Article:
f. Ensure continuous security of the platoon (with emphasis during displacement and occupation of position).

g. Verify minimum (min) quadrant elevation (QE) for each howitzer.

h. Ensure the weapon location data are submitted and updated (on DA Form 5698-R [Weapon Location Data]) and DA Form 5969-R (Section Chief's Report) is submitted to the POC.

Note: Reproducible copies of DA Forms 5698-R and 5969-R are at the back of this manual.

i. Supervise and conduct hasty survey operations for the platoon.

j. Supervise ammunition management within the platoon.

k. Supervise safety during platoon operations.

1. Ensure all reports (personnel, supply, maintenance) are submitted to the battery commander and battalion.

1-9. FIRE DIRECTION OFFICER

The FDO is responsible for the training and supervision of POC personnel. He also must be familiar with the duties of the platoon leader, as he will at times perform his duties also. His responsibilities may include the following:

a. Decide to attack a target, and issue a fire order.

b. Ensure accurate and timely determination of firing data.

c. Ensure that maintenance checks are performed on the section vehicle, radios, computer, and generators in strict compliance with technical manuals.

d. Ensure that the tactical situation map is current.

e. Ensure accurate FDC records of missions fired are maintained.

f. Ensure that data for prearranged fires are disseminated and understood.

g. Ensure data from the other platoon is recorded and available.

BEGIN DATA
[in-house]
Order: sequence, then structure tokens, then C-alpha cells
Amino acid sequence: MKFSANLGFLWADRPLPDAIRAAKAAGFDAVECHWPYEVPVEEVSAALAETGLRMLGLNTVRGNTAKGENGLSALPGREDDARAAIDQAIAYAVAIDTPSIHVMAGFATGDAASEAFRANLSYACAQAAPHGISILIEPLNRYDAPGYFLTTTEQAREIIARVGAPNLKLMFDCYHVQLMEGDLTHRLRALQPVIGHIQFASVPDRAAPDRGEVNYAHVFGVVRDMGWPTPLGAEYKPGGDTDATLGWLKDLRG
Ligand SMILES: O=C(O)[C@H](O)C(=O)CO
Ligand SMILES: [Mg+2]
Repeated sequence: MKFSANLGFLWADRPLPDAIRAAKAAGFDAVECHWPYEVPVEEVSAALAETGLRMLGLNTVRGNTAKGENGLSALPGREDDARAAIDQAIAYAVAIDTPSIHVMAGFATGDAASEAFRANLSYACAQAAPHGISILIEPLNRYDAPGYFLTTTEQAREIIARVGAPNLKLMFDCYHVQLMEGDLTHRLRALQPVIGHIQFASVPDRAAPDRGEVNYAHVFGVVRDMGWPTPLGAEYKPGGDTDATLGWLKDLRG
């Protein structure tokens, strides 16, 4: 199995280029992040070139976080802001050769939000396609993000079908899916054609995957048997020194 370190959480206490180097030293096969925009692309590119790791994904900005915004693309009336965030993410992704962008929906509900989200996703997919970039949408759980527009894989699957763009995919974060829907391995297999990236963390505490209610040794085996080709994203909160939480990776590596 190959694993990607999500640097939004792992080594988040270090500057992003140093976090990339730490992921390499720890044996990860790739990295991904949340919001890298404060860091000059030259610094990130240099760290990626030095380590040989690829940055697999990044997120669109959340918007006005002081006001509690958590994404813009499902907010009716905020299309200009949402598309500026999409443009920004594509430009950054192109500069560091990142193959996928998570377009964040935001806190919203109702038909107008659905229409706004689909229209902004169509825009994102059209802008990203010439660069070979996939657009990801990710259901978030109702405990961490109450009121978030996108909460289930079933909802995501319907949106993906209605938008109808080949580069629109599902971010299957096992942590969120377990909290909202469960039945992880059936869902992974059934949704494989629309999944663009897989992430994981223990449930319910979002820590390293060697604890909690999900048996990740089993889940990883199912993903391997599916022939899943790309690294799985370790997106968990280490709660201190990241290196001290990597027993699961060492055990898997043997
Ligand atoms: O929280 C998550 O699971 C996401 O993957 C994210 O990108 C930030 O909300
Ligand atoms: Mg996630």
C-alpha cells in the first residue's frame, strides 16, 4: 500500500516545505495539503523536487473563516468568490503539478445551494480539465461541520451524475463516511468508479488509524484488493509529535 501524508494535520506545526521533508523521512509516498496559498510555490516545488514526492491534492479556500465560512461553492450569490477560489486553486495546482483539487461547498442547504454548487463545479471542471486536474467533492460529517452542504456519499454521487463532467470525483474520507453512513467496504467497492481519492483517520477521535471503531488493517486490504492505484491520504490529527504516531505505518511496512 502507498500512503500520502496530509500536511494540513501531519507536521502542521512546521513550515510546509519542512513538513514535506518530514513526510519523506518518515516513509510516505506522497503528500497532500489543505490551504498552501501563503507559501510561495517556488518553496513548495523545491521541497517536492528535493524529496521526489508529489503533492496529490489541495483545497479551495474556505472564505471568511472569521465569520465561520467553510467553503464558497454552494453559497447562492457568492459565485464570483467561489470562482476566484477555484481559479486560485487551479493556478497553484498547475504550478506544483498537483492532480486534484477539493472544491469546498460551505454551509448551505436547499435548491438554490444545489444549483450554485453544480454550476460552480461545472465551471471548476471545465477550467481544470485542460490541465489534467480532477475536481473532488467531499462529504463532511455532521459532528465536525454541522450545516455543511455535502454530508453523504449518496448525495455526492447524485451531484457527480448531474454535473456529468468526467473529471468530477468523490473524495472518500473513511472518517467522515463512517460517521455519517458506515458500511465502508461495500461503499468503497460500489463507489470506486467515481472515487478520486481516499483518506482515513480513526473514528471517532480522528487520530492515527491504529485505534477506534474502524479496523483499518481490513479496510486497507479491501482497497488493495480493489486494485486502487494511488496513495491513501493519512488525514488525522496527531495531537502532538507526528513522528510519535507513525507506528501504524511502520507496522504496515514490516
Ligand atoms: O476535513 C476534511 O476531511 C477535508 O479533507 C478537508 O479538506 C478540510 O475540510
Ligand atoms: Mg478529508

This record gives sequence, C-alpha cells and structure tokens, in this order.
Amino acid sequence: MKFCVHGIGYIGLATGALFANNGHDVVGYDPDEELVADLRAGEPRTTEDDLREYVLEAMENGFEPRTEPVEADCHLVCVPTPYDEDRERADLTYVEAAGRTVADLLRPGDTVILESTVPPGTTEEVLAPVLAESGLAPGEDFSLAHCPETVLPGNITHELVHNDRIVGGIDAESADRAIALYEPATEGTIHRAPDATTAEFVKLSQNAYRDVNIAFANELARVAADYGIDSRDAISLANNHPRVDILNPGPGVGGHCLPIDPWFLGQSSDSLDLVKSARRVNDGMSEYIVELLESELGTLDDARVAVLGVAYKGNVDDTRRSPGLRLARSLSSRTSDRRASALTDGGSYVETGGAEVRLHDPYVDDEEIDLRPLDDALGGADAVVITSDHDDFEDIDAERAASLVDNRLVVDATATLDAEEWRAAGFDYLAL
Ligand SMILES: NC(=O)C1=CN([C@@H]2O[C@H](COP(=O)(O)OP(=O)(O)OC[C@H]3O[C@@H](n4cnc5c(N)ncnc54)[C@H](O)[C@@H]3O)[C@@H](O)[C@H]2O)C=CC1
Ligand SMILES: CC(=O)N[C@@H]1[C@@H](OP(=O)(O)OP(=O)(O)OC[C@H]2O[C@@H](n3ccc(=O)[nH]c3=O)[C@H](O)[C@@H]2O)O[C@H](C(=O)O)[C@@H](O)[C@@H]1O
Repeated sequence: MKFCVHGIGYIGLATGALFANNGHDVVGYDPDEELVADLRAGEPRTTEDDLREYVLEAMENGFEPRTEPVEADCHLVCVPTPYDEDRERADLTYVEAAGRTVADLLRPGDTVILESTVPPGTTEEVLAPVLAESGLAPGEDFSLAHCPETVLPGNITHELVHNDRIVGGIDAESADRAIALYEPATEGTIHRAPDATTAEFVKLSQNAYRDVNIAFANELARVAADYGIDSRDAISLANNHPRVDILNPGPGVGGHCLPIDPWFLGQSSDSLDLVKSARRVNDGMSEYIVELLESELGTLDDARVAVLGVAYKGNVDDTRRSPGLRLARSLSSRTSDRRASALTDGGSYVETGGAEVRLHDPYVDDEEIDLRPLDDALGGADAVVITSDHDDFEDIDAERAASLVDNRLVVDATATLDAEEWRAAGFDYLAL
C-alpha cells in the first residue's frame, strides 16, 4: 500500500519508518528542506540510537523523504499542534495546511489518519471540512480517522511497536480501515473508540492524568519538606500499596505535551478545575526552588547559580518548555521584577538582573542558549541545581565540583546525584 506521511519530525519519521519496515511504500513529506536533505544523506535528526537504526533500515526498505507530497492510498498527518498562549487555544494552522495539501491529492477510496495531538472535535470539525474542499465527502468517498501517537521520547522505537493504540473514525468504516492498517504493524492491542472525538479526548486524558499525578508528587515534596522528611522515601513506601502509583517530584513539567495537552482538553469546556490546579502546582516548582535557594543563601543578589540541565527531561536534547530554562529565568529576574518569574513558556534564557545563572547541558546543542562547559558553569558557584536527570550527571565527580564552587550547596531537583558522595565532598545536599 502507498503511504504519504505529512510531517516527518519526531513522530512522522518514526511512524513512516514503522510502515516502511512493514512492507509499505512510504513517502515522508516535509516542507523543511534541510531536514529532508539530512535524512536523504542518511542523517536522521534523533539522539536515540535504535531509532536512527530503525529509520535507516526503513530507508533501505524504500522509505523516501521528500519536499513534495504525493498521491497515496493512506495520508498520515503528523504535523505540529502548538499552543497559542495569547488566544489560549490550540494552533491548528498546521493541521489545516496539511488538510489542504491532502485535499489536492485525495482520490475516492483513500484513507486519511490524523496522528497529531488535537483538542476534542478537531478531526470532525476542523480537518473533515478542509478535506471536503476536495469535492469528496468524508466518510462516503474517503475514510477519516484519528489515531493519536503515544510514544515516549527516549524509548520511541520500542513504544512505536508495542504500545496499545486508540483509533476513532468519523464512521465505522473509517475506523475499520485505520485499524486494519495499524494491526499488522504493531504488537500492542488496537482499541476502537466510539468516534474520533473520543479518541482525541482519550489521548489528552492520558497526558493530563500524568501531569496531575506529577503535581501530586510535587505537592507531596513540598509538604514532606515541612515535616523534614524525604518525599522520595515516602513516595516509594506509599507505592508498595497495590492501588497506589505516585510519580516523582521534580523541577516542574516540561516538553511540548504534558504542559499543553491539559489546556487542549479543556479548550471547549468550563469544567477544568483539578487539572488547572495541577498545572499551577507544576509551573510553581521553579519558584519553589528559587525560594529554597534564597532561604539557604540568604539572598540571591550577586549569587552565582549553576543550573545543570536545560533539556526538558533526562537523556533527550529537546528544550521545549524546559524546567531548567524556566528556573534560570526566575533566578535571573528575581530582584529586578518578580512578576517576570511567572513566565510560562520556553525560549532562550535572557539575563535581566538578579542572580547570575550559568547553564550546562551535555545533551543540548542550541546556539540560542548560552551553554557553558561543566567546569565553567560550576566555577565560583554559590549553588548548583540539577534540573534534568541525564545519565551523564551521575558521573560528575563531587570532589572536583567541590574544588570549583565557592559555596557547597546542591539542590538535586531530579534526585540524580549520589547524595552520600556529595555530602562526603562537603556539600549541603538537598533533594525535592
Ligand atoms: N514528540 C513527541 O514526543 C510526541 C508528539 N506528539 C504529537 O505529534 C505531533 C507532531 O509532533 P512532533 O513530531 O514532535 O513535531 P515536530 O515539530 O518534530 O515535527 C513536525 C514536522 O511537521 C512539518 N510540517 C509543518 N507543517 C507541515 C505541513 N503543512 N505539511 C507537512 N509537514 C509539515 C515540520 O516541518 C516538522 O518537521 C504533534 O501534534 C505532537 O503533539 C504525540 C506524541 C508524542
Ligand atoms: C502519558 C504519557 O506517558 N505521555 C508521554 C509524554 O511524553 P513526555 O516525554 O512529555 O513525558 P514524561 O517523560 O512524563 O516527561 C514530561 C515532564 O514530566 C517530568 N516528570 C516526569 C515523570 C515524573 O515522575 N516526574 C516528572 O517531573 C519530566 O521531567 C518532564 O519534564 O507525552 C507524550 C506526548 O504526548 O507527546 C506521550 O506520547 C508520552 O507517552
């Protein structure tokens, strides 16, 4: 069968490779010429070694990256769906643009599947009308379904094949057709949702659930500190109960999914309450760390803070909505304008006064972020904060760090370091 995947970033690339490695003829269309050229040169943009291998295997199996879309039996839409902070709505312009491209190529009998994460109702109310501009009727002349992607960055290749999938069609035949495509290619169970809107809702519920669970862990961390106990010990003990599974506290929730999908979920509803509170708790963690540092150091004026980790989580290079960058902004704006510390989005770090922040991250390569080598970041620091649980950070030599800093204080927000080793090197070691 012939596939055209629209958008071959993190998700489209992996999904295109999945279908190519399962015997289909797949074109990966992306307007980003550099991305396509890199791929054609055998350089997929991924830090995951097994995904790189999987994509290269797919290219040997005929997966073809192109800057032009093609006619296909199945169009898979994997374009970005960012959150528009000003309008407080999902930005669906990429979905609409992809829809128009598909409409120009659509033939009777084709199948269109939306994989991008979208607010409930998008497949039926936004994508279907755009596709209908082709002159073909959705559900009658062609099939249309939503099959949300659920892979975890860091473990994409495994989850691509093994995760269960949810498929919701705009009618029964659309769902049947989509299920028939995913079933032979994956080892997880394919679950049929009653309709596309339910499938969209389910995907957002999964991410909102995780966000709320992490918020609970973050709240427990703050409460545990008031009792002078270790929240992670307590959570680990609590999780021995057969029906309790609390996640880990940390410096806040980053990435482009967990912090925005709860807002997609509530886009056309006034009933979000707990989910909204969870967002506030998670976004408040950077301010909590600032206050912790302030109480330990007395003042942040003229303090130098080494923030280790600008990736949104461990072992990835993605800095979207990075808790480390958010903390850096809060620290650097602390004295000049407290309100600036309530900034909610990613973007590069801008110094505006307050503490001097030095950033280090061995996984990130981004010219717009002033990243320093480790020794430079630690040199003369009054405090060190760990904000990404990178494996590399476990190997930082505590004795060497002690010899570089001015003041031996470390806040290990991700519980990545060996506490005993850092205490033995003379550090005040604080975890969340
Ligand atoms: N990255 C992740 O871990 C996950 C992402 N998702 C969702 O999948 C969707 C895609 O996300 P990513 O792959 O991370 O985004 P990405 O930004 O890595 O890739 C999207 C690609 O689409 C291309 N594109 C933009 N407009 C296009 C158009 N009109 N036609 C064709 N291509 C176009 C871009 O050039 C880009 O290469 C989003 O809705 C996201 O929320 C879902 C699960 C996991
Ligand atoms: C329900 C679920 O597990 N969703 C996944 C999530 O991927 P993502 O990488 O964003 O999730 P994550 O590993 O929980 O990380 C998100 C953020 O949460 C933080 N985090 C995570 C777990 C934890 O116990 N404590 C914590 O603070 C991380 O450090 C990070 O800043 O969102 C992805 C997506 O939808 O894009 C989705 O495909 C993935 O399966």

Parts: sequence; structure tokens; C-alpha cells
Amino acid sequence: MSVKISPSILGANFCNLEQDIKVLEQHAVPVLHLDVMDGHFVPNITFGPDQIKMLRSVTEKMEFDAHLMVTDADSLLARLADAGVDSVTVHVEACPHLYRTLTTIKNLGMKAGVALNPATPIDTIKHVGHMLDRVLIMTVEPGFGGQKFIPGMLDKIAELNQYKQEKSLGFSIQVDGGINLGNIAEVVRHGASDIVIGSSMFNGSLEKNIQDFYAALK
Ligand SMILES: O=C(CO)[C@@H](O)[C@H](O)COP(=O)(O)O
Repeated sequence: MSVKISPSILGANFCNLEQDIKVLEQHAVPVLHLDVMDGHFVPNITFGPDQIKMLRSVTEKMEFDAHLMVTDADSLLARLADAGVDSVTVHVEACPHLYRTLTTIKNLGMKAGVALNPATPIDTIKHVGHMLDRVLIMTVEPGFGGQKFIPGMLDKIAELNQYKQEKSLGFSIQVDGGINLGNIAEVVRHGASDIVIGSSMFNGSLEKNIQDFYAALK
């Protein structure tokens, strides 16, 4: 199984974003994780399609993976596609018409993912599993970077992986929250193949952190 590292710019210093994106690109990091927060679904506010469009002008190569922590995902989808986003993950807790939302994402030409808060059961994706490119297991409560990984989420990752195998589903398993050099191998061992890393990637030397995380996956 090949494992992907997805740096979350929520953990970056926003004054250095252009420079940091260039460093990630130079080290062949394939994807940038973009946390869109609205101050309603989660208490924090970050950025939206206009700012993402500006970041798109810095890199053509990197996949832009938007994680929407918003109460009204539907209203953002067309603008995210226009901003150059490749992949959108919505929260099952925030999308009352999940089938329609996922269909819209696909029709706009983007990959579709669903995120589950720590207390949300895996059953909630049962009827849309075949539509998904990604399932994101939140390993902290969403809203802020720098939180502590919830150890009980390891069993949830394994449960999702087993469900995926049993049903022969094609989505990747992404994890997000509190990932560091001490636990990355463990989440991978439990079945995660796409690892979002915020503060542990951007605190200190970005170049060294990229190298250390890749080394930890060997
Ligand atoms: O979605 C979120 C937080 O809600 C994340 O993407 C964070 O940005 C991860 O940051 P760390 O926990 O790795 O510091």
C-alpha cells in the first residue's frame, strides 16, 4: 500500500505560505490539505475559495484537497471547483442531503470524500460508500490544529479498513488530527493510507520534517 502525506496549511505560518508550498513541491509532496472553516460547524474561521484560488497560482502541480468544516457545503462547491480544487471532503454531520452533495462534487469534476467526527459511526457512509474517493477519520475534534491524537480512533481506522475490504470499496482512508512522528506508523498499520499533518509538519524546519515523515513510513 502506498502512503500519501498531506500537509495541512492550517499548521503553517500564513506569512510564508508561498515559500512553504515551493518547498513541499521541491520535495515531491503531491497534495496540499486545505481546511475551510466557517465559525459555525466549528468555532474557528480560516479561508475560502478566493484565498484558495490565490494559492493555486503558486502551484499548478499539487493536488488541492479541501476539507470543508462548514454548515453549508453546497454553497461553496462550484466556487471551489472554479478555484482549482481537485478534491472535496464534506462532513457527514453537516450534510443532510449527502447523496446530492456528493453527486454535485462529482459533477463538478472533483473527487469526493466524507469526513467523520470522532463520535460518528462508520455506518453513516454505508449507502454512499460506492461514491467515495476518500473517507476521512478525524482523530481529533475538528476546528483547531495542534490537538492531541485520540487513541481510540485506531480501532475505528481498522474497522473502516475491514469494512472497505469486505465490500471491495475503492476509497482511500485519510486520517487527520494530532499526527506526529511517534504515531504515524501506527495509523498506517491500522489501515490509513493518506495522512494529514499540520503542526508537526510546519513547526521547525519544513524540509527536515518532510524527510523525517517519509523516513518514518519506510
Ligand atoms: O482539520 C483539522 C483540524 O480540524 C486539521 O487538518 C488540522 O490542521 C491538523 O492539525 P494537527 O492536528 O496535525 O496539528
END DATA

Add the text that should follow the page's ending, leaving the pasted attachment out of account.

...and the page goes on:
h. Supervise assumption of control of the fires of the other platoon when necessary.

i. Perform independent safety computations, and verify the data with the platoon leader.

j. Maintain muzzle velocity (MV) information for all howitzers.

1-10. PLATOON SERGEANT

The platoon sergeant (PSG) is the primary enlisted assistant to the platoon leader and must be prepared to assume all of the platoon leader's duties. His responsibilities may include the following:

a. Supervise the firing platoon, and maintain firing capability

b. Supervise occupation of the position.

c. Supervise the overall maintenance of the firing platoon.

d. Develop and execute the platoon defense plan (Chapter 3).

e. Provide the 1SG with the platoon defense plan for integration into the overall battery defense scheme.

f. Ensure that each chief of section knows the route to both alternate and supplementary positions.

g. Verify the completion of DA Form 2408-4 (Weapon Record Data).

h. Ensure ammunition is properly handled and protected.

i. Ensure safety aids are used and safety procedures are followed.

1-11. GUNNERY SERGEANT

The gunnery sergeant (GSG) supervises and executes platoon advance party operations (Chapter 2). He must be prepared to assume the duties of the platoon sergeant. His responsibilities may include the following:

a. Lay the platoon.

b. Perform hasty survey as required.

c. Initiate the development of the platoon defense plan.

d. Assist in the sustainment of 24-hour operations.

e. Ensure there is an initial fire direction capability with the advance party.

f. Compute executive officer's (XO's) min QE for the lowest preferred charge the unit expects to fire.

1-12. HOWITZER SECTION CHIEF

The section chief is responsible for the training and proficiency of his section, the operational readiness of his equipment, and the safe firing of the howitzer. Appendix B presents sample tests to help in training the gunners. The section chiefs responsibilities may include the following:

a. Ensure the weapon is properly emplaced, laid, and prepared for action. The memory aid TLABSPAP will be used as a guide for the accomplishment of the following tasks:

  • T: Trails, spades, and/or firing platform properly emplaced.
  • L: Lay weapon.
  • A: Aiming point emplaced.
  • B: Boresight verified or performed.
  • S: Second circle. Verification of lay performed with a second aiming circle.
  • P: Prefire checks on the weapon system performed.